239L1, L2, and L3, and four separate functions func1, func2, func3 and func4.
240The following shows a locking order of L1->L2->L3, but may not actually
241be directly nested that way.
243void func1(void)
245    mutex_lock(L1);
247    /* do anything */
249    mutex_unlock(L1);
252void func2(void)
254    mutex_lock(L1);
255    mutex_lock(L2);
257    /* do something */
259    mutex_unlock(L2);
260    mutex_unlock(L1);
263void func3(void)
265    mutex_lock(L2);
266    mutex_lock(L3);
268    /* do something else */
270    mutex_unlock(L3);
271    mutex_unlock(L2);
274void func4(void)
276    mutex_lock(L3);
278    /* do something again */
280    mutex_unlock(L3);
283Now we add 4 processes that run each of these functions separately.
284Processes A, B, C, and D which run functions func1, func2, func3 and func4
285respectively, and such that D runs first and A last. With D being preempted
286in func4 in the "do something again" area, we have a locking that follows:
288D owns L3
289       C blocked on L3
290       C owns L2
291              B blocked on L2
292              B owns L1
293                     A blocked on L1
295And thus we have the chain A->L1->B->L2->C->L3->D.
297This gives us a PI depth of 4 (four processes), but looking at any of the
298functions individually, it seems as though they only have at most a locking
299depth of two. So, although the locking depth is defined at compile time,
300it still is very difficult to find the possibilities of that depth.
302Now since mutexes can be defined by user-land applications, we don't want a DOS
303type of application that nests large amounts of mutexes to create a large
304PI chain, and have the code holding spin locks while looking at a large
305amount of data. So to prevent this, the implementation not only implements
306a maximum lock depth, but also only holds at most two different locks at a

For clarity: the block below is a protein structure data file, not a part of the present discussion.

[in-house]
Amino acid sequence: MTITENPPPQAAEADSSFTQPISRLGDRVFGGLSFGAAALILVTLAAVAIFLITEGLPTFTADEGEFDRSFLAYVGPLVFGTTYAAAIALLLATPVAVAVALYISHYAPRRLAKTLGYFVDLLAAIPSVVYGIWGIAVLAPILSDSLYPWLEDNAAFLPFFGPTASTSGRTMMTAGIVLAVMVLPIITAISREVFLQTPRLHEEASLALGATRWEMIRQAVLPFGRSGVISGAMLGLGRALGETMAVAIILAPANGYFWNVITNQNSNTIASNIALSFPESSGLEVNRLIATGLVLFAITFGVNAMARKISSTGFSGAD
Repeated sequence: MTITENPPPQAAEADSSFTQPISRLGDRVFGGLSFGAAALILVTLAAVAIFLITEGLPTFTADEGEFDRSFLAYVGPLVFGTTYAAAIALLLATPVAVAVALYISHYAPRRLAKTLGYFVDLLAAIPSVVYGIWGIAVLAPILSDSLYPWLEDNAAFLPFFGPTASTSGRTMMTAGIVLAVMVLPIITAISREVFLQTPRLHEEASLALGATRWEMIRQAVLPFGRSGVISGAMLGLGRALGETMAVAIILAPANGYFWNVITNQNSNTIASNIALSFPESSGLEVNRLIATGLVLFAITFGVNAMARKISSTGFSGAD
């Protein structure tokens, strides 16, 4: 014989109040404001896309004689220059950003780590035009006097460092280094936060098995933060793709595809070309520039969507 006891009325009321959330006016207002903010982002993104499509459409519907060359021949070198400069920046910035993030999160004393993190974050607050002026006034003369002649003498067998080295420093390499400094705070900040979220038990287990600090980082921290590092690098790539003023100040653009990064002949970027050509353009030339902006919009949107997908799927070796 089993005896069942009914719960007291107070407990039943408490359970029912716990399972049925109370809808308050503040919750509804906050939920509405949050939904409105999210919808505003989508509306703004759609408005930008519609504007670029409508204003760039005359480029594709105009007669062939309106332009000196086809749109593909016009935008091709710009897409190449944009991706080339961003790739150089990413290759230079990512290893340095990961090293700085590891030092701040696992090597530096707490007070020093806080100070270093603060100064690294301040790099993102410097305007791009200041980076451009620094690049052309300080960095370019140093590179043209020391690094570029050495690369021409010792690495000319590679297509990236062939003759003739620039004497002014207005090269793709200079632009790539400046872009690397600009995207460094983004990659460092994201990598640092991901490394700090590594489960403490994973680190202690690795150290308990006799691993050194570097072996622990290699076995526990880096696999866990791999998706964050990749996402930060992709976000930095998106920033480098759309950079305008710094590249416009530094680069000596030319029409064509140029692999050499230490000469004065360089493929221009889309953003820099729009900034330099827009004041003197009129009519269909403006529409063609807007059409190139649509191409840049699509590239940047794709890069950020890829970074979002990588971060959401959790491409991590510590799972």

307time, as it walks the PI chain. More about this below.
310Mutex owner and flags
313The mutex structure contains a pointer to the owner of the mutex. If the
314mutex is not owned, this owner is set to NULL. Since all architectures
315have the task structure on at least a four byte alignment (and if this is
316not true, the rtmutex.c code will be broken!), this allows for the two
317least significant bits to be used as flags. This part is also described
318in Documentation/rt-mutex.txt, but will also be briefly described here.
320Bit 0 is used as the "Pending Owner" flag. This is described later.
321Bit 1 is used as the "Has Waiters" flags. This is also described later
322  in more detail, but is set whenever there are waiters on a mutex.
325cmpxchg Tricks
328Some architectures implement an atomic cmpxchg (Compare and Exchange). This
329is used (when applicable) to keep the fast path of grabbing and releasing
330mutexes short.
332cmpxchg is basically the following function performed atomically:
334unsigned long _cmpxchg(unsigned long *A, unsigned long *B, unsigned long *C)
336    unsigned long T = *A;
337    if (*A == *B) {
338        *A = *C;
339    }
340    return T;
342#define cmpxchg(a,b,c) _cmpxchg(&a,&b,&c)